• Take breaks, but don't unnecessarily extend the trip. If you notice they always get sick around 2 hours in, stop and take a break a little before you hit the 2 hour mark.

When nausea strikes:

  • Come up with a code word (or sign if they are non-verbal) to let you know they are feeling queasy
  • Have child close her eyes when feeling nauseated


  • Give snacks (simple carbs like pretzels, Priate Booty) can help.
  • Eat something plain 30-60 minutes before the drive. The child shouldn't be overly full ot overly hungry.
  • Offer easy to digest and savoury foods like pretzels and saltines.
  • Ginger snaps or candied ginger.
  • Peppermints, Altoids, Lifesaver mints.
  • Try peppermint iced tea.
  • Hard candies and lollipops (if age appropriate)
  • Only feed things you’re “willing to clean up” - so no KoolAid, Red Vines, etc.
  • Small amount of ginger ale before the drive.
  • Lollipops or chewing gum, especially mint, and ginger snaps 
  • Food—Saltine crackers, gummy bears (like jell-o, gummies sooth the tummy)     
  • Cold water—again, there's something about being cool. Ice to suck on can help.
    • Foods to avoid:
      • No dairy prior to ride.
      • Overly sweet or greasy foods
      • "A big trigger for my daughter was fruit before a car ride--maybe it was too acidic?  We also found that any activity that had her looking down for too long like coloring or using an iPad triggered her to get sick. We sometimes attach the iPad to the headrest in front of her to watch a movie and that works ok--our pediatrician actually said that looking at something attached to the car might be helpful. But the safest bet is to just drive at night when she's likely to sleep. She's 4 now, and it has gotten a lot less frequent!"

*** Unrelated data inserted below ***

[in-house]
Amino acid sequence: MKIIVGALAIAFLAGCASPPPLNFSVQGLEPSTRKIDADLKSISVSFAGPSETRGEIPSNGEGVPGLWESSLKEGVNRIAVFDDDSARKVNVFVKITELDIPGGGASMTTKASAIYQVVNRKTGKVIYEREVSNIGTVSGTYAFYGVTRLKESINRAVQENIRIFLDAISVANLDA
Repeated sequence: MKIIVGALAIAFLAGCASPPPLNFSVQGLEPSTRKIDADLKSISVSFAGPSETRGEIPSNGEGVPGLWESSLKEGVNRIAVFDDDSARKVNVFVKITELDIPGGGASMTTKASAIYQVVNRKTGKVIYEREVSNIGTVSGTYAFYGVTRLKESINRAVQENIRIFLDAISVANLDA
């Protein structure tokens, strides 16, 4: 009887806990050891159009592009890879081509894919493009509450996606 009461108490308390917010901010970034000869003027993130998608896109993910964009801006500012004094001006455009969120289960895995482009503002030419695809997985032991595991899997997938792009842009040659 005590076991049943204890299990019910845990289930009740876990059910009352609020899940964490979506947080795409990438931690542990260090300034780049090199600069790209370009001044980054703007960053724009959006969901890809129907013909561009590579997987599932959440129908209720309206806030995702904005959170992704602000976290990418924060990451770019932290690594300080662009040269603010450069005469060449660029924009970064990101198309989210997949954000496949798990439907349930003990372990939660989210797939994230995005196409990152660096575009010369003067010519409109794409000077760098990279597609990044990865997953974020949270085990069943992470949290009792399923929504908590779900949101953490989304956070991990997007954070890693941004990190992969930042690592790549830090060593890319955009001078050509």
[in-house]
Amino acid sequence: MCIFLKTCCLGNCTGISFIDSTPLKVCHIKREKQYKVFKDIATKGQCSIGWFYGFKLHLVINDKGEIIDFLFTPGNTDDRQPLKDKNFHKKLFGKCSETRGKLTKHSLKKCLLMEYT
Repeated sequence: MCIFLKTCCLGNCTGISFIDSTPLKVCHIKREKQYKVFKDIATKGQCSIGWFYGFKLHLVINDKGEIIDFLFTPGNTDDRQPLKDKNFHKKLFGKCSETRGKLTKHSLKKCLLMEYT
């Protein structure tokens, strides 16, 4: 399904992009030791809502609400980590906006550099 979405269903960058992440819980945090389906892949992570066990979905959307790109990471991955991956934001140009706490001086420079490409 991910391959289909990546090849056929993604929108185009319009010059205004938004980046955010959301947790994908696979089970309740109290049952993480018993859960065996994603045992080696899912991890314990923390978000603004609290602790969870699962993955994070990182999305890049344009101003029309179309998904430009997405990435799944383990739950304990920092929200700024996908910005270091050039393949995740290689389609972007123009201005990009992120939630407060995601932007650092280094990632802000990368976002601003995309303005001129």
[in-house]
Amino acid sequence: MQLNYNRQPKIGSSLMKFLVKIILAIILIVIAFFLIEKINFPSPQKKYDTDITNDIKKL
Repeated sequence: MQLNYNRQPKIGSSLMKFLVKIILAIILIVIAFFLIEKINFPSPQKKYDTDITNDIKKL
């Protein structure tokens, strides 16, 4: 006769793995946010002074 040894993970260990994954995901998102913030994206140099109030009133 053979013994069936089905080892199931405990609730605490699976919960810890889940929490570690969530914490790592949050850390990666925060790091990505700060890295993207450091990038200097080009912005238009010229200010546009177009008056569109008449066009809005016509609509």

• No reading, no looking down -- distract with other games like music, conversation, etc.
  • No videos/DVD's (although for some this works)
  • Try to travel when child is sleepy, or at night, to reduce risk of feeling sick 
  • Put child in the middle seat, so they can see out the front window where things are not whizzing by as fast.
  • If your child is in a carset, keep it in the middle as well.
  • Encourage “whining” so you have as much notice as possible
  • When all of these things fail, BE PREPARED,
    • Bring plastic bags, paper towels, water, and change of clothes in case the worst does happen.
    • Diapers make good catchers’ mitts if all else fails
    • Drape a towel underneath your child and on the floor so the mess is minimal
  • Avoid the car (if you can)! "My son prefers train travel as you can get up and walk around."


Be prepared for cleaning up a mess:

  • "We also drape her in towels for the ride. And watch what she eats , tons of blueberries vomited all over a car interior is pretty gross!"
  • Have plastic barf bags or Medical Grade Emesis bags handy.
  • Bumpkins Supersized Bibs for when you start to notice signs of nausea. 
  • The OXO Bib is said to be good at "catching" what you don't want on the carseat and floor.
  • Keep wet wipes, paper towels, and upholstery cleaner in the car to clean up immediately after.
  • Febreze!
  • Have an extra set of clothes available.
  • Have someone sit in the backseat with the child who can watch for signs of car sickness and be ready with a vomit bad (Cleanis Care Bag).


Something to try, before you travel:

  • One parent says motion sickness could be a vestibular system issue and “getting him to spin clockwise 10 times and then anti-clockwise 10 times every day would help him and then to increase it by a couple of spins every week or so,” could help.
  • Check out this article that parents have described as super helpful.